JPMorgan staff worries about the legal repercussion of ignoring the company’s resignation policy

JPMorgan staff worries about the legal repercussion of ignoring the company’s resignation policy

A JPMorgan Chase banker, who earns around $400,000 annually in total compensation after working for 15 years, expressed frustration over the bank’s policy requiring six months’ notice from employees who are leaving for another job. The worker fears that a lengthy notice period may result in a rescinded job offer from another company.
The banker took to the anonymous career professional social media platform, Blind, to express his concern, saying he was considering giving a shorter notice period of one to two months and saying goodbye. However, the employee was worried about possible legal repercussions.

JPMorgan Chase has a reputation for requiring lengthy notice periods from employees who are leaving the company. In India, for instance, the bank increased the notice period from 30 days to 60 days for vice presidents and below and to 90 days for bankers at the executive director level.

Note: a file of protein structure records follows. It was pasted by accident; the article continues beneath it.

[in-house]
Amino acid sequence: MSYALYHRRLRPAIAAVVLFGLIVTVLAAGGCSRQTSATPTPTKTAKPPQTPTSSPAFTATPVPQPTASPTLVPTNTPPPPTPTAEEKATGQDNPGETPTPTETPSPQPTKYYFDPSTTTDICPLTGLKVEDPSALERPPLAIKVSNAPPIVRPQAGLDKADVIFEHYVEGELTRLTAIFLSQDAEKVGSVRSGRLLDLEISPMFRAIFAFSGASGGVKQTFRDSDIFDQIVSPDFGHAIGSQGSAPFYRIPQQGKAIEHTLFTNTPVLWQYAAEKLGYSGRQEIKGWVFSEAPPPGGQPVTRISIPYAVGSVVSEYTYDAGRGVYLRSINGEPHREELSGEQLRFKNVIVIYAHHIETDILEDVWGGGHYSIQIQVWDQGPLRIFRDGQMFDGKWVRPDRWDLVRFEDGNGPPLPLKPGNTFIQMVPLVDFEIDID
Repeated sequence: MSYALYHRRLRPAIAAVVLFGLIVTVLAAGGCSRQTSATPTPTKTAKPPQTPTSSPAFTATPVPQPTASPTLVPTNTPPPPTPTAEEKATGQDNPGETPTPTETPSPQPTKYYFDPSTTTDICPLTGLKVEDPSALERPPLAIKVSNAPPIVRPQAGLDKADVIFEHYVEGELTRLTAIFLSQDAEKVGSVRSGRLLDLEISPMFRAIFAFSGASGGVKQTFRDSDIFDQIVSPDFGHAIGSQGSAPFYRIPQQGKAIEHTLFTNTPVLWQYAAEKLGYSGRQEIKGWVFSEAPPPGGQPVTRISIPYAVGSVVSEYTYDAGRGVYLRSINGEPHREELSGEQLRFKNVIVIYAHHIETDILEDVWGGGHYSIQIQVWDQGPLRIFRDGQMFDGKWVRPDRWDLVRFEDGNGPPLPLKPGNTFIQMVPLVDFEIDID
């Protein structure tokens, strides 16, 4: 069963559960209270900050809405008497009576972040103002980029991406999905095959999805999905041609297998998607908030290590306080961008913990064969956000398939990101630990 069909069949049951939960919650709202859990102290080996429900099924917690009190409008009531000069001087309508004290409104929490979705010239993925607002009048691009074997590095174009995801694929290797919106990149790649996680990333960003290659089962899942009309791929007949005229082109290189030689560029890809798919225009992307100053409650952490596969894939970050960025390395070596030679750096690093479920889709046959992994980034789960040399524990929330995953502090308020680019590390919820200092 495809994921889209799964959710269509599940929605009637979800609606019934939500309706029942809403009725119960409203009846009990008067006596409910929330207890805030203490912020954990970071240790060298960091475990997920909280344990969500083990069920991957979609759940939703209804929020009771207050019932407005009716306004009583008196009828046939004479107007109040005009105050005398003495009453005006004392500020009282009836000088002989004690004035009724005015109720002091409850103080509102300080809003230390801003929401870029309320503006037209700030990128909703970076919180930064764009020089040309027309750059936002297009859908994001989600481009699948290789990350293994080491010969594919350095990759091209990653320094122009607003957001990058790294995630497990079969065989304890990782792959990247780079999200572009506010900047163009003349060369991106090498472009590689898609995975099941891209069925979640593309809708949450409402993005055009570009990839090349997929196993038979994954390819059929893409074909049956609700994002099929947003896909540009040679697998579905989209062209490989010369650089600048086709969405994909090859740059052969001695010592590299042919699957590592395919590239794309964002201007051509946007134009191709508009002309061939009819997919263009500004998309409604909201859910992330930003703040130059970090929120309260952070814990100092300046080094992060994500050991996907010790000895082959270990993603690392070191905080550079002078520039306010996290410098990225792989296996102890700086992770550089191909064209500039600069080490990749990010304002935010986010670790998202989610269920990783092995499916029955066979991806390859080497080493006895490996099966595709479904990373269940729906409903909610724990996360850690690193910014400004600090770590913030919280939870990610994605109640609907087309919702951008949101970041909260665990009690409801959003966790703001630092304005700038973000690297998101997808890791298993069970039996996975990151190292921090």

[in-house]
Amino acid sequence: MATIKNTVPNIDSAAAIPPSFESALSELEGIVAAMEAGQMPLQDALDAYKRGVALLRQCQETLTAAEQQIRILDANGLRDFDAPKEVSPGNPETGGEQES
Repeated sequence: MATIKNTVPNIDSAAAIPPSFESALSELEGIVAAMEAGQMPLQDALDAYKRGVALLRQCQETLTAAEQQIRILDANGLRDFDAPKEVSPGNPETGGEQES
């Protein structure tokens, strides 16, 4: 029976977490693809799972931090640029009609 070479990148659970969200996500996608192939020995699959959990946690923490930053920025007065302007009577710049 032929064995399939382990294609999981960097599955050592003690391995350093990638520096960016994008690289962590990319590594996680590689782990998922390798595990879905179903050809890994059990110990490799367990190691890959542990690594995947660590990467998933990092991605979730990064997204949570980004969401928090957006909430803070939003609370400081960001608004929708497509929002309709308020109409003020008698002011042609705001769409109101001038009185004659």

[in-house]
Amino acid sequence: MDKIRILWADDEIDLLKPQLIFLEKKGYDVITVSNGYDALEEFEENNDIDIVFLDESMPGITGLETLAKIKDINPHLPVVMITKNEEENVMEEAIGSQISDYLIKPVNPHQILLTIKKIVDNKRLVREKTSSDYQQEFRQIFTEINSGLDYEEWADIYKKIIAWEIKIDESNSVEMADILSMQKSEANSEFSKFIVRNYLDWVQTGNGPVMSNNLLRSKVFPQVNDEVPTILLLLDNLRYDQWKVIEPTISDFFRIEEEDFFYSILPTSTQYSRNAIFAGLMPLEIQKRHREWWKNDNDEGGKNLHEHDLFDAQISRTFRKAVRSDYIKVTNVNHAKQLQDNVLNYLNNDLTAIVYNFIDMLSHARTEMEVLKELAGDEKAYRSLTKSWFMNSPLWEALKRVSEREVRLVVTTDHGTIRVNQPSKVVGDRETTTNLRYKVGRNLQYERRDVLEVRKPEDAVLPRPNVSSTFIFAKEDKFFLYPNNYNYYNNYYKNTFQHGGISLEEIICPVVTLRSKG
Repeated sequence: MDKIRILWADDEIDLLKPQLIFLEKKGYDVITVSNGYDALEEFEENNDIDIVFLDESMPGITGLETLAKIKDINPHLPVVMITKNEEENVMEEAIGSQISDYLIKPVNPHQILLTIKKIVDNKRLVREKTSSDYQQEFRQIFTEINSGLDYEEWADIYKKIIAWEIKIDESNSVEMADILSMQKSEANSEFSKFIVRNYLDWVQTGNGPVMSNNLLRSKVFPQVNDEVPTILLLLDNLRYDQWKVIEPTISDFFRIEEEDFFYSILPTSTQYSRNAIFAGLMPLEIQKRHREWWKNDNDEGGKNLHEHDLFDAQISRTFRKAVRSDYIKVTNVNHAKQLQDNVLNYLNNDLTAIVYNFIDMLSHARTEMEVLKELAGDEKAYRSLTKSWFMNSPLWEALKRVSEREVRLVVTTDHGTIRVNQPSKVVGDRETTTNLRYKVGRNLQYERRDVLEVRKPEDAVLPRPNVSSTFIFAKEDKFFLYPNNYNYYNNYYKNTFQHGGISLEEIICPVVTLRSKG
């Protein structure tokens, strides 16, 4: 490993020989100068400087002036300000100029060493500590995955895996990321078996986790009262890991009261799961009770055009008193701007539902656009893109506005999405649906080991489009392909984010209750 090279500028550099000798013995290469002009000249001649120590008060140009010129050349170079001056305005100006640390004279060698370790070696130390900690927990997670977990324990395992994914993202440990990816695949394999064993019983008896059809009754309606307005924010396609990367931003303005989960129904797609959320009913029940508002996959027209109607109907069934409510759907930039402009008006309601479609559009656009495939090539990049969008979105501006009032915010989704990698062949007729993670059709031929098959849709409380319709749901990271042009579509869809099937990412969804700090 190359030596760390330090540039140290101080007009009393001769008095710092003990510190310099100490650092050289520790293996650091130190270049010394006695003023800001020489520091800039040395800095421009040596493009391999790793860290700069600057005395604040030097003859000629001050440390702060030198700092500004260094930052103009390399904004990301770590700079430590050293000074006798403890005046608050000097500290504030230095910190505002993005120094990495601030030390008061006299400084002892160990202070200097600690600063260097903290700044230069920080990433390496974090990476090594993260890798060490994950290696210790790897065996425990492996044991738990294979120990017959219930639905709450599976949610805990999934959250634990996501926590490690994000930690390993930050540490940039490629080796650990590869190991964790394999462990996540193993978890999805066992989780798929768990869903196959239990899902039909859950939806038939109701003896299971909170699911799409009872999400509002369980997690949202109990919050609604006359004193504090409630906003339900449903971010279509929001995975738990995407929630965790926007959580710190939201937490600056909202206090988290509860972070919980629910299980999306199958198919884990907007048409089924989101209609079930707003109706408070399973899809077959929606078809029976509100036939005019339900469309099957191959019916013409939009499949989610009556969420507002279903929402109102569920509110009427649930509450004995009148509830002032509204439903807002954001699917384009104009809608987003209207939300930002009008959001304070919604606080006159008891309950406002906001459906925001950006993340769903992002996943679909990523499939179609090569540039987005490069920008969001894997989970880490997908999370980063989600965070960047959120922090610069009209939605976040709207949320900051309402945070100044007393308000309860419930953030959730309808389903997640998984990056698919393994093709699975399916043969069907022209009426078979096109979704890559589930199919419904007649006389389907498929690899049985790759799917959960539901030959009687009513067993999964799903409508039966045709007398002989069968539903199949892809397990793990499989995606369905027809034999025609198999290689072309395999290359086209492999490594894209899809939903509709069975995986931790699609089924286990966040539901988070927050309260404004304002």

Some posts on financial sector bulletin boards and websites suggest that it is common for banks and hedge funds to include non-compete clauses in employees’ contracts that prohibit them from being employed by a competitor for up to six months. The Post has sought comment from JPMorgan Chase on its notice policy.

»JPMorgan staff worries about the legal repercussion of ignoring the company’s resignation policy«

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